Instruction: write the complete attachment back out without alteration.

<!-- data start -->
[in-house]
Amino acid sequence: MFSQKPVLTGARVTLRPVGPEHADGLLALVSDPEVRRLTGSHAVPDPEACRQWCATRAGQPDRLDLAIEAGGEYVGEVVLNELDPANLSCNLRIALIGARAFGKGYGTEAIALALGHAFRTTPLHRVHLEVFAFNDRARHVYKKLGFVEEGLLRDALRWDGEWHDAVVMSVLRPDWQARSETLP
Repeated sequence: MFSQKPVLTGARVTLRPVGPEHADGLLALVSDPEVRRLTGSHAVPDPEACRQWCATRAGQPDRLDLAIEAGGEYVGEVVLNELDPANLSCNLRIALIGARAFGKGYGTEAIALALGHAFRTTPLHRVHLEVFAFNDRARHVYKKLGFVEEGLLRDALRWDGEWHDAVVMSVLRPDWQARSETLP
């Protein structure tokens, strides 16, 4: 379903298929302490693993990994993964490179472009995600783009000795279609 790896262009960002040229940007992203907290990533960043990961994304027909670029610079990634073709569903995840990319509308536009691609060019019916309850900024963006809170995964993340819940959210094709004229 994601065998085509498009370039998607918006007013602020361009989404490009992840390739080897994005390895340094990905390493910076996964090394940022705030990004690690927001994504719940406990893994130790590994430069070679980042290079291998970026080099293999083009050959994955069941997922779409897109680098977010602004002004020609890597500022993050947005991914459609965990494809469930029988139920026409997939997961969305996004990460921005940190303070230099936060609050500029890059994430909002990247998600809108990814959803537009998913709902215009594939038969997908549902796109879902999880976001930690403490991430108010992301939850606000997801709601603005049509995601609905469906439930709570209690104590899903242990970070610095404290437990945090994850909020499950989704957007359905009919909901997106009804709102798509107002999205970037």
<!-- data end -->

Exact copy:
[in-house]
Amino acid sequence: MFSQKPVLTGARVTLRPVGPEHADGLLALVSDPEVRRLTGSHAVPDPEACRQWCATRAGQPDRLDLAIEAGGEYVGEVVLNELDPANLSCNLRIALIGARAFGKGYGTEAIALALGHAFRTTPLHRVHLEVFAFNDRARHVYKKLGFVEEGLLRDALRWDGEWHDAVVMSVLRPDWQARSETLP
Repeated sequence: MFSQKPVLTGARVTLRPVGPEHADGLLALVSDPEVRRLTGSHAVPDPEACRQWCATRAGQPDRLDLAIEAGGEYVGEVVLNELDPANLSCNLRIALIGARAFGKGYGTEAIALALGHAFRTTPLHRVHLEVFAFNDRARHVYKKLGFVEEGLLRDALRWDGEWHDAVVMSVLRPDWQARSETLP
């Protein structure tokens, strides 16, 4: 379903298929302490693993990994993964490179472009995600783009000795279609 790896262009960002040229940007992203907290990533960043990961994304027909670029610079990634073709569903995840990319509308536009691609060019019916309850900024963006809170995964993340819940959210094709004229 994601065998085509498009370039998607918006007013602020361009989404490009992840390739080897994005390895340094990905390493910076996964090394940022705030990004690690927001994504719940406990893994130790590994430069070679980042290079291998970026080099293999083009050959994955069941997922779409897109680098977010602004002004020609890597500022993050947005991914459609965990494809469930029988139920026409997939997961969305996004990460921005940190303070230099936060609050500029890059994430909002990247998600809108990814959803537009998913709902215009594939038969997908549902796109879902999880976001930690403490991430108010992301939850606000997801709601603005049509995601609905469906439930709570209690104590899903242990970070610095404290437990945090994850909020499950989704957007359905009919909901997106009804709102798509107002999205970037």